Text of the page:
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Ascenders which fit a smaller hand

Original Post
Aerili · · Los Alamos, NM · Joined Mar 2007 · Points: 1,880

Hello all, I am considering buying a set of Petzl ascenders off a friend. They are an older model but only one of the two was used (very lightly) as far as I can tell and not for climbing. Not sure exactly how old they are but I believe it was a time when they cost ~40% less than now (weighs 196 g).  My hesitation to buy them is that I am concerned about thumb injuries when using them repetitively due to the size (see pics). Now I realize that a) I would normally be wearing gloves, and b) I can wrap padding and tape around the handle to bulk it up, but I'm still a bit concerned about the thumb action anyway since my hand would have to ride high to reach the release - and the release action of ascenders has always been tough on my thumbs due to the range of motion required (I also have ligamentous laxity which helps....nothing). I have also started experiencing extreme thumb soreness (thenar eminence) when doing any activity which requires gripping statically or repetitively. I think this may be due to autoimmune disease as this never occurred for me in the past, and it's an animal unlike DOMS. I've had extreme soreness from simply long days hiking with trekking poles and climbing ice too.  

Any recommendations on smaller ascender options out there?
Are newer Petzl models more ergonomic for small hands?
Otherwise, recommendations on adapting an ascender to a smaller hand?

I realize the pictures below aren't exactly representative of the exact hand postures you would encounter with the ascender being used on a rope overhead, but it gives you an idea of how reachy the geometry is for female hands I think.

Fingers seated in grooves - can't reach the release

Hand riding high and stretching to reach the release - my hand could slide higher to reduce the extreme thumb posture, but then it's mostly on the metal

Pulling down - it's hard to tell in this photo, but my proximal IP joint in my thumb is fairly hyperextended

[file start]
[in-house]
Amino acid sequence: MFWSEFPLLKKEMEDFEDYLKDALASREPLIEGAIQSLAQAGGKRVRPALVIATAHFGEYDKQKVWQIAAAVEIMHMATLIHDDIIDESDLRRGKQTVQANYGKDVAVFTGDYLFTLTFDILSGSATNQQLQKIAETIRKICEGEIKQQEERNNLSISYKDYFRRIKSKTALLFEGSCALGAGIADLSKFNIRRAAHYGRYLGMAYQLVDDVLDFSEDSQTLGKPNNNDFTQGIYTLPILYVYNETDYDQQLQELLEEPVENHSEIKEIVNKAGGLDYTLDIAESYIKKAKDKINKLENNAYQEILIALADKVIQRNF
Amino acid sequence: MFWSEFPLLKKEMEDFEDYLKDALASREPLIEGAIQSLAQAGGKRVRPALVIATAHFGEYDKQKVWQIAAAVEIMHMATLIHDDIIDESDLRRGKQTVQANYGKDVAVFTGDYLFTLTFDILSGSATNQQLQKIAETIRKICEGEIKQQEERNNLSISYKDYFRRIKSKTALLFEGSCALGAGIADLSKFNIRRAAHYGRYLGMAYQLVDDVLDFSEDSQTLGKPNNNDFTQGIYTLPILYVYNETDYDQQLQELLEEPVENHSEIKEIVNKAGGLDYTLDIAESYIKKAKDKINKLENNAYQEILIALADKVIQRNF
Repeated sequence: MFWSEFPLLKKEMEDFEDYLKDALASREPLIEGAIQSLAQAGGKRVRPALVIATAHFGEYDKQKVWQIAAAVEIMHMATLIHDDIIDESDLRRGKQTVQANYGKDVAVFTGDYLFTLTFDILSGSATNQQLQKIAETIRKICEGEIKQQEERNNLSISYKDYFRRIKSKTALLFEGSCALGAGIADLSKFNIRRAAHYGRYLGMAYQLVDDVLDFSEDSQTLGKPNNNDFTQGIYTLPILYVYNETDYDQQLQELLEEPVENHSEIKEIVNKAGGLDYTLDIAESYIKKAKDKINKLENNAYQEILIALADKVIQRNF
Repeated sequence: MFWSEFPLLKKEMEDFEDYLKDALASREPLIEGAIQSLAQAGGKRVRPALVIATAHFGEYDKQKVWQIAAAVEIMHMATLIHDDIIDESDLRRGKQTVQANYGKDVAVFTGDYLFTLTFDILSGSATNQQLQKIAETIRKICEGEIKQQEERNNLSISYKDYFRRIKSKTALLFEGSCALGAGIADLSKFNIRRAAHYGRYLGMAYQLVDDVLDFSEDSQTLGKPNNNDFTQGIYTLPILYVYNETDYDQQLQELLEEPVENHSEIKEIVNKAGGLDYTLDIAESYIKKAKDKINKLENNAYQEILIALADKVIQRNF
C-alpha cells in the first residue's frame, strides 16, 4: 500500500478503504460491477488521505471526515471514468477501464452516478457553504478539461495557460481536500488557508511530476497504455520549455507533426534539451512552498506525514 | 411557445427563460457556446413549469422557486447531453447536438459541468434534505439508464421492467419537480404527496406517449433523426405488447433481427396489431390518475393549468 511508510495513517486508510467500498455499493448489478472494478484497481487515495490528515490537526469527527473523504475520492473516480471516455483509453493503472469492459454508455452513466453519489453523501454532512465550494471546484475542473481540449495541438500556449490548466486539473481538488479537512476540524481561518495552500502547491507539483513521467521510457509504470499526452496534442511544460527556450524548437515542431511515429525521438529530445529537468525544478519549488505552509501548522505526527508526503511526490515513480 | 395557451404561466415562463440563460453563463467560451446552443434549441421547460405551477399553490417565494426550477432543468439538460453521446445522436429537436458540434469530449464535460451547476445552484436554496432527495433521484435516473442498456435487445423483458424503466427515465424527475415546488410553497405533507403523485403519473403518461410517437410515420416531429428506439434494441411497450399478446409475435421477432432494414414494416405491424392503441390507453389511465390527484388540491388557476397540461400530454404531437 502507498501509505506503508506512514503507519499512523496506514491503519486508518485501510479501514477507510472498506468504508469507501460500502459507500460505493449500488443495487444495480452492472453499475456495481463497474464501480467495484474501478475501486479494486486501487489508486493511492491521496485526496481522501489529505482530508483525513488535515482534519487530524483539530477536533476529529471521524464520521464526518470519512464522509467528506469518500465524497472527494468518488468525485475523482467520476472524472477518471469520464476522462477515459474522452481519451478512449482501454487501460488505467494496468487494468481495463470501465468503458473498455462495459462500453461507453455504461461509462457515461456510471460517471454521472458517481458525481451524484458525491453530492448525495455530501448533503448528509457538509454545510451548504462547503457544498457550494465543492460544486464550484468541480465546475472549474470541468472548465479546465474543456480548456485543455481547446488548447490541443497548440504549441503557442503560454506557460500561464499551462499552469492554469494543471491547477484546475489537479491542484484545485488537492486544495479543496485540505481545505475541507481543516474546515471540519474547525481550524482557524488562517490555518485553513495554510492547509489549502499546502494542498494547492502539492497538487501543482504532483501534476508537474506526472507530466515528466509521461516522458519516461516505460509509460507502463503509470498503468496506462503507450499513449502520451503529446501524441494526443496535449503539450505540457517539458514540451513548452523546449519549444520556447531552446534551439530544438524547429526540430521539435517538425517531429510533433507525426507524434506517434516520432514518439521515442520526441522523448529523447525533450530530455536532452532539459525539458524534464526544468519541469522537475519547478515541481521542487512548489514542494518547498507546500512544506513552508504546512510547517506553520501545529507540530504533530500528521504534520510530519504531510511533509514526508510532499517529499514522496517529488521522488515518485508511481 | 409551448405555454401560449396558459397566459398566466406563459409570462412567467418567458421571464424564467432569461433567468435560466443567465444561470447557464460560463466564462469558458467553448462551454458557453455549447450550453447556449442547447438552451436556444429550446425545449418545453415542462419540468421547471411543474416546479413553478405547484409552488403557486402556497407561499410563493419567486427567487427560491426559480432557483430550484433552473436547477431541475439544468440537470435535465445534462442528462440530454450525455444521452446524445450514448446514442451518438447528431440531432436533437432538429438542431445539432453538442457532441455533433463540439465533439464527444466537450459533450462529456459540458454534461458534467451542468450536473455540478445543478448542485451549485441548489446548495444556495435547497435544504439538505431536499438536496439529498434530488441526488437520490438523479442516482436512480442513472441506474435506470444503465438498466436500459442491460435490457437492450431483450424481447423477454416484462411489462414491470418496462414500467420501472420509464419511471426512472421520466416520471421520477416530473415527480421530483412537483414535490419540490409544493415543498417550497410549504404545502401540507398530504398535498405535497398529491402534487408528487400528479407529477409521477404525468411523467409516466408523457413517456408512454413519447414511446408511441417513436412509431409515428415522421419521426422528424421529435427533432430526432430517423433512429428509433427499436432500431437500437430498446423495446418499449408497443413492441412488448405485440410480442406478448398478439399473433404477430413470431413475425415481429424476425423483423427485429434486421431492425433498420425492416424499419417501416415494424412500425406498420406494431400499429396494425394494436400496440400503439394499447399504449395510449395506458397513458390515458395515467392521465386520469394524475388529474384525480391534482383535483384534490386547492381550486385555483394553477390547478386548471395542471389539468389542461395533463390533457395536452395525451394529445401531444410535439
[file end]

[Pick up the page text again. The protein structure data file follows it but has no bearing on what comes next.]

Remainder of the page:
Mikey Schaefer · · Redmond, OR · Joined Jun 2014 · Points: 246

Flip them around and use the gold for your right hand.  Then use your index finger to pull the cam down.  I've done it this way for 20 years.  I've got tiny hands and short stubby fingers and using my thumb never felt right so I started using my index finger.    You can also try the BD Index ascender as it is setup to use your index finger!  Though I think those ascenders are a bit bigger, but not really sure about that.

Gerrit Verbeek · · Anchorage, AK · Joined Sep 2017 · Points: 0

I think I have the same model as you do. Another option if index fingers aren't comfortable may be to drill out the little nub on the end of the trigger (for maximum leverage) and make yourself a cam-style thumb loop. Could that work?

Tim Stich · · Colorado Springs, Colorado · Joined Jan 2001 · Points: 1,476

I have average sized hands and I have never had success releasing my Petzl cams while still holding the grip. I use two hands to get them on the rope. When I cross belays, I clip in with my tether first of course, and then I use both hands to unlock the cams on the ascenders. It's just easier than struggling to do it one handed.

Aerili · · Los Alamos, NM · Joined Mar 2007 · Points: 1,880

I'll try your method, Mikey, although that also sounds like a recipe for trigger finger unfortunately.

I like Gerrit's suggestion - will try rigging some cord and see how it feels.

Thanks for the feedback, Tim.

Anybody have comparison between older ascenders like these and newer styles? It seems there are some definite differences.

Any ladies out there with input?

Mikey Schaefer · · Redmond, OR · Joined Jun 2014 · Points: 246

You could also try these Kong Ascenders.